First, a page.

Department of Education $226,529 N/A Federal Work Study Program
National Institute of General Medical Sciences $114,000 Gilbert, Susan Mechanistic Analysis of Microtubule Based Motors
The proposed studies should lead to new strategies for high throughput screens that select compounds to enhance cancer cell death rather than aneuploidy after chemotherapy.
National Institute of General Medical Sciences $598,158 Makhatadze, George Role of Helix Formation in Mediating Protein-Protein Interactions
The proposed work will study protein-protein interactions in a biologically important system.
National Institute of General Medical Sciences $596,994 Dordick, Jonathan; Lindhardt, Robert An Artificial Golgi: Controlled GAG Synthesis and Screening
The proposed effort impacts human health by developing an artificial Golgi to synthesize a library of heparan sulfates and heparan sulfate oligosaccharides.
National Institute of General Medical Sciences $75,937 Barquera, Blanca Na+-pumping NADH:quinone oxidoreductase of V. cholerae
The proposed research is focused on the structure and function of the Na+-pumping NADH:quinone oxidoreductase (Na+-NQR) from Vibrio cholerae.
National Library of Medicine $170,789 Bennett, Kristin; Yener, Bulent Discovering Hidden Groups Across Tuberculosis Patient And Pathogen Genotype Data (2)
The principal objective of this project is to develop methods that combine pathogen genotyping and patient epidemiology data that can be used in the control, understanding, and tracking of infectious diseases.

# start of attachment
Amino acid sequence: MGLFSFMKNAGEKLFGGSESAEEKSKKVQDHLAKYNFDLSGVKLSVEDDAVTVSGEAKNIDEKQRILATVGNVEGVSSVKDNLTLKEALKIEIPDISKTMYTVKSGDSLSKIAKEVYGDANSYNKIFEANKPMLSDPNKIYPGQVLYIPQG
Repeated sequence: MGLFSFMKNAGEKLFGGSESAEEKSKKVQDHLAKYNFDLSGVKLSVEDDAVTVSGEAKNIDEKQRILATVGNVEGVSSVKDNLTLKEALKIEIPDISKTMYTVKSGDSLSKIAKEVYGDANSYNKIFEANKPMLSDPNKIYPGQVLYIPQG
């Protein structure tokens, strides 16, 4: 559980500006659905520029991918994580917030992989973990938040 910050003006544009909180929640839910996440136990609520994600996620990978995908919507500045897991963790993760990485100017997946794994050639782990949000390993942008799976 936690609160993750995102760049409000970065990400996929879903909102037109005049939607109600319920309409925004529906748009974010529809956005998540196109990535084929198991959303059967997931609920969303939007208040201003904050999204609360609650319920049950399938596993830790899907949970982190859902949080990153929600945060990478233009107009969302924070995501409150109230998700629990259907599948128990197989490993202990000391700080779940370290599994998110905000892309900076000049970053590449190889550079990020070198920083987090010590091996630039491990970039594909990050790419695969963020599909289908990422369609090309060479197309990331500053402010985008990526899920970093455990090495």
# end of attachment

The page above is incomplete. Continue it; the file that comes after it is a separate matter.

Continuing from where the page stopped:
U.S. Dept. of Energy $650,000 Lian, Jie Actinide Material for the 21st Century
The project's objective is to enable the development of advanced materials for future nuclear energy systems. Experimental and computational approaches will integrate to investigate complex structures including actinide materials at the nanoscale, as well as the properties of these materials in extreme environments.
National Library of Medicine $224,092 Xu, George 4D Visible Human Modeling for Radiation Dosimetry
The project aims to develop computational tools for modeling the respiratory deformation in the lungs using polygonal meshes, and to perform Monte Carlo radiation transport simulations and dose calculations in patient phantoms efficiently.
National Institute on Drug Abuse $90,000 Wentland, Mark Aminobenzomorphan: Potential Cocaine Abuse Medications
National Science Foundation $1,100,000 Fox, Peter; McGuinness, Deborah STCI: A Semantic eScience Framework (SESF): Facilitating Next Generation Data Intensive Science
The goal of this project is to design and implement a software toolkit and ready-to-use application plugins that are able to encode and understand the underlying meaning of data, information, and science concepts in a familiar vocabulary. Both experts and non-experts in a given field will be able to find, access, and use data and information sources, which was previously possible in a limited number of cases.
National Science Foundation $241,714 Szymanski, Boleslaw; Newberg, Lee; Magdon-Ismail, Malik Citizens Science: Enabling Computational Probabilistic Methods for Organism's Transcriptional Regulatory Network Using Voluntary Computing Platforms
National Institute Of Biomedical Imaging And Bioengineering $231,234 Yener, Bulent A Computational Approach To Closing The Gap Between Tissue Structure And Function
Successful completion of this project will provide a new and powerful tool for quantitatively linking telltale structural properties of tissues (e.g., cellular distribution, morphology, contact) with specific disease states and fundamental behaviors of the cells comprising these tissues.
* All Grants Awarded *